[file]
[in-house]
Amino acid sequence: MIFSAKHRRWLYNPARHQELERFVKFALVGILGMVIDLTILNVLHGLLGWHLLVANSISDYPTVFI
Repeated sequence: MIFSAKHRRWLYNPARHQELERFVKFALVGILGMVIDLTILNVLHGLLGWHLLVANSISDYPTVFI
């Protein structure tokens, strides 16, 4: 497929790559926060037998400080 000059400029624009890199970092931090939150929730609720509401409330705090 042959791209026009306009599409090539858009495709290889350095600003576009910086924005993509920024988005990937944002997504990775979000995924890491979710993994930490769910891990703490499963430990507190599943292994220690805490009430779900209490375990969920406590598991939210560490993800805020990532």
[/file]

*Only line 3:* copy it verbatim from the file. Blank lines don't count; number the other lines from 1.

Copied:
Repeated sequence: MIFSAKHRRWLYNPARHQELERFVKFALVGILGMVIDLTILNVLHGLLGWHLLVANSISDYPTVFI